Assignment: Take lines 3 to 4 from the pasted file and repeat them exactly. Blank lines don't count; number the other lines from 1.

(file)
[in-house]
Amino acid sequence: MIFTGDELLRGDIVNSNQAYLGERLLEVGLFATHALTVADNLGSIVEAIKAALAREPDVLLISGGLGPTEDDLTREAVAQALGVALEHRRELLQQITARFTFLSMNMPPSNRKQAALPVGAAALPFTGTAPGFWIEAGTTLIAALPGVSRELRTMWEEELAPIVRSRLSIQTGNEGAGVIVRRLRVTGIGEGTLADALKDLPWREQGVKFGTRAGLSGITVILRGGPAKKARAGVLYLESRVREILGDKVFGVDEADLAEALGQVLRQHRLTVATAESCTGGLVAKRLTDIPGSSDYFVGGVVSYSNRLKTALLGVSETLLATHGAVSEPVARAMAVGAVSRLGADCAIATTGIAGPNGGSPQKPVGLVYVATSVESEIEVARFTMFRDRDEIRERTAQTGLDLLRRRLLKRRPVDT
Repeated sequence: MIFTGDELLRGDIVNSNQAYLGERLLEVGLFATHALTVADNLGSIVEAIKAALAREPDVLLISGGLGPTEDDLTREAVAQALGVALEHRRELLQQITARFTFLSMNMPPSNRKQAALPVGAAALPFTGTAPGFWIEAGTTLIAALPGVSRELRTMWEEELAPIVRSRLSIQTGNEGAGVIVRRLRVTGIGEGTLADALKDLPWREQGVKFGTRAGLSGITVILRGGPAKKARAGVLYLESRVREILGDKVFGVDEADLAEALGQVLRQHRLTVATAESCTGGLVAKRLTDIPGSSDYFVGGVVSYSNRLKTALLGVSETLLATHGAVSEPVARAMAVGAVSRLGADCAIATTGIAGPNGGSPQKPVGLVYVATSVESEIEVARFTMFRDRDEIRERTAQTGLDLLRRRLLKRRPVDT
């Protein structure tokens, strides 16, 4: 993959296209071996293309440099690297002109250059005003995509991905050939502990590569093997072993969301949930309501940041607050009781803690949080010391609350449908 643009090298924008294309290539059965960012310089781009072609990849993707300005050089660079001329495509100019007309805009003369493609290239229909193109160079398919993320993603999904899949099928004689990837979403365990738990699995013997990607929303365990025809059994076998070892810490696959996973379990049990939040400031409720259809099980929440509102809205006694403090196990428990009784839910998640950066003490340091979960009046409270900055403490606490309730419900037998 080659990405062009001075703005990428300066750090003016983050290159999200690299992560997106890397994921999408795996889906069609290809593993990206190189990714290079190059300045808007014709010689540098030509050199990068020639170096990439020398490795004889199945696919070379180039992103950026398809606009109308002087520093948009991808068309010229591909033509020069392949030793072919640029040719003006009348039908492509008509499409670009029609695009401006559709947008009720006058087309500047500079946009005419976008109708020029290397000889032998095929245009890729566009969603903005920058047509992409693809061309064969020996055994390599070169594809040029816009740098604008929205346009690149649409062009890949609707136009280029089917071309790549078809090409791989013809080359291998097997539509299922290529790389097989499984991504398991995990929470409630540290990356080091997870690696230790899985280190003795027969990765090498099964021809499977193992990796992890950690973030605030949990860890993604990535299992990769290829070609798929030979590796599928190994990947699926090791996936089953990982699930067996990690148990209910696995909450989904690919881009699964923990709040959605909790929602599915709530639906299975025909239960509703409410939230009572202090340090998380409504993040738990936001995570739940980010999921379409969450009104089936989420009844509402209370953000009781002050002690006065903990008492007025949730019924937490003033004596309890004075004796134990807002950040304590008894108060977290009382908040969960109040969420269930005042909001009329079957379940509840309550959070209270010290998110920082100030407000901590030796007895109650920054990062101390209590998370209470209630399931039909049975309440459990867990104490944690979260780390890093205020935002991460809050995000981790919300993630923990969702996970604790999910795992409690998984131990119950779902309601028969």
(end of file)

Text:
Repeated sequence: MIFTGDELLRGDIVNSNQAYLGERLLEVGLFATHALTVADNLGSIVEAIKAALAREPDVLLISGGLGPTEDDLTREAVAQALGVALEHRRELLQQITARFTFLSMNMPPSNRKQAALPVGAAALPFTGTAPGFWIEAGTTLIAALPGVSRELRTMWEEELAPIVRSRLSIQTGNEGAGVIVRRLRVTGIGEGTLADALKDLPWREQGVKFGTRAGLSGITVILRGGPAKKARAGVLYLESRVREILGDKVFGVDEADLAEALGQVLRQHRLTVATAESCTGGLVAKRLTDIPGSSDYFVGGVVSYSNRLKTALLGVSETLLATHGAVSEPVARAMAVGAVSRLGADCAIATTGIAGPNGGSPQKPVGLVYVATSVESEIEVARFTMFRDRDEIRERTAQTGLDLLRRRLLKRRPVDT
């Protein structure tokens, strides 16, 4: 993959296209071996293309440099690297002109250059005003995509991905050939502990590569093997072993969301949930309501940041607050009781803690949080010391609350449908 643009090298924008294309290539059965960012310089781009072609990849993707300005050089660079001329495509100019007309805009003369493609290239229909193109160079398919993320993603999904899949099928004689990837979403365990738990699995013997990607929303365990025809059994076998070892810490696959996973379990049990939040400031409720259809099980929440509102809205006694403090196990428990009784839910998640950066003490340091979960009046409270900055403490606490309730419900037998 080659990405062009001075703005990428300066750090003016983050290159999200690299992560997106890397994921999408795996889906069609290809593993990206190189990714290079190059300045808007014709010689540098030509050199990068020639170096990439020398490795004889199945696919070379180039992103950026398809606009109308002087520093948009991808068309010229591909033509020069392949030793072919640029040719003006009348039908492509008509499409670009029609695009401006559709947008009720006058087309500047500079946009005419976008109708020029290397000889032998095929245009890729566009969603903005920058047509992409693809061309064969020996055994390599070169594809040029816009740098604008929205346009690149649409062009890949609707136009280029089917071309790549078809090409791989013809080359291998097997539509299922290529790389097989499984991504398991995990929470409630540290990356080091997870690696230790899985280190003795027969990765090498099964021809499977193992990796992890950690973030605030949990860890993604990535299992990769290829070609798929030979590796599928190994990947699926090791996936089953990982699930067996990690148990209910696995909450989904690919881009699964923990709040959605909790929602599915709530639906299975025909239960509703409410939230009572202090340090998380409504993040738990936001995570739940980010999921379409969450009104089936989420009844509402209370953000009781002050002690006065903990008492007025949730019924937490003033004596309890004075004796134990807002950040304590008894108060977290009382908040969960109040969420269930005042909001009329079957379940509840309550959070209270010290998110920082100030407000901590030796007895109650920054990062101390209590998370209470209630399931039909049975309440459990867990104490944690979260780390890093205020935002991460809050995000981790919300993630923990969702996970604790999910795992409690998984131990119950779902309601028969």